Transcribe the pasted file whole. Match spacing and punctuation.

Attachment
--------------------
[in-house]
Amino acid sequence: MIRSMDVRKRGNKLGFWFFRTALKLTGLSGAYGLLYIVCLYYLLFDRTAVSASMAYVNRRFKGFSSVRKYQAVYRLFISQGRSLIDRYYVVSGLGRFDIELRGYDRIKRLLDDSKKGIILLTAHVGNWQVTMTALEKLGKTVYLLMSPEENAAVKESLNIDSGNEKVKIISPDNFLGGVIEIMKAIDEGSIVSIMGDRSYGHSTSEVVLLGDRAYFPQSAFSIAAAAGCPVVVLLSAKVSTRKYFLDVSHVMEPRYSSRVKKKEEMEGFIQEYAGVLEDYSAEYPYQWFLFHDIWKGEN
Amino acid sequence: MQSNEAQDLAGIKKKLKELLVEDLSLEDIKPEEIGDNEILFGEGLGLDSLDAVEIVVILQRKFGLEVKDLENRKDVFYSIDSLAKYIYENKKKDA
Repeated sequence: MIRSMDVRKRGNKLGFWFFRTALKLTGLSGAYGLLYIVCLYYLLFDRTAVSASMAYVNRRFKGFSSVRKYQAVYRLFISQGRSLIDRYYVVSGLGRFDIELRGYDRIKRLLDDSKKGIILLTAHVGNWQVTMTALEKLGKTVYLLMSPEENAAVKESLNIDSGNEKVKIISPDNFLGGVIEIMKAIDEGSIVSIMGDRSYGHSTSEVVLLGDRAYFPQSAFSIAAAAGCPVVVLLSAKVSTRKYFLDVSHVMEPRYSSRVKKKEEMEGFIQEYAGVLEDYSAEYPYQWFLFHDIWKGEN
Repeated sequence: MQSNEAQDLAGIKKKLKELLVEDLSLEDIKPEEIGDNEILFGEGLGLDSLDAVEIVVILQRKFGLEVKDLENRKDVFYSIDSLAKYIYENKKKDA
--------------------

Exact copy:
[in-house]
Amino acid sequence: MIRSMDVRKRGNKLGFWFFRTALKLTGLSGAYGLLYIVCLYYLLFDRTAVSASMAYVNRRFKGFSSVRKYQAVYRLFISQGRSLIDRYYVVSGLGRFDIELRGYDRIKRLLDDSKKGIILLTAHVGNWQVTMTALEKLGKTVYLLMSPEENAAVKESLNIDSGNEKVKIISPDNFLGGVIEIMKAIDEGSIVSIMGDRSYGHSTSEVVLLGDRAYFPQSAFSIAAAAGCPVVVLLSAKVSTRKYFLDVSHVMEPRYSSRVKKKEEMEGFIQEYAGVLEDYSAEYPYQWFLFHDIWKGEN
Amino acid sequence: MQSNEAQDLAGIKKKLKELLVEDLSLEDIKPEEIGDNEILFGEGLGLDSLDAVEIVVILQRKFGLEVKDLENRKDVFYSIDSLAKYIYENKKKDA
Repeated sequence: MIRSMDVRKRGNKLGFWFFRTALKLTGLSGAYGLLYIVCLYYLLFDRTAVSASMAYVNRRFKGFSSVRKYQAVYRLFISQGRSLIDRYYVVSGLGRFDIELRGYDRIKRLLDDSKKGIILLTAHVGNWQVTMTALEKLGKTVYLLMSPEENAAVKESLNIDSGNEKVKIISPDNFLGGVIEIMKAIDEGSIVSIMGDRSYGHSTSEVVLLGDRAYFPQSAFSIAAAAGCPVVVLLSAKVSTRKYFLDVSHVMEPRYSSRVKKKEEMEGFIQEYAGVLEDYSAEYPYQWFLFHDIWKGEN
Repeated sequence: MQSNEAQDLAGIKKKLKELLVEDLSLEDIKPEEIGDNEILFGEGLGLDSLDAVEIVVILQRKFGLEVKDLENRKDVFYSIDSLAKYIYENKKKDA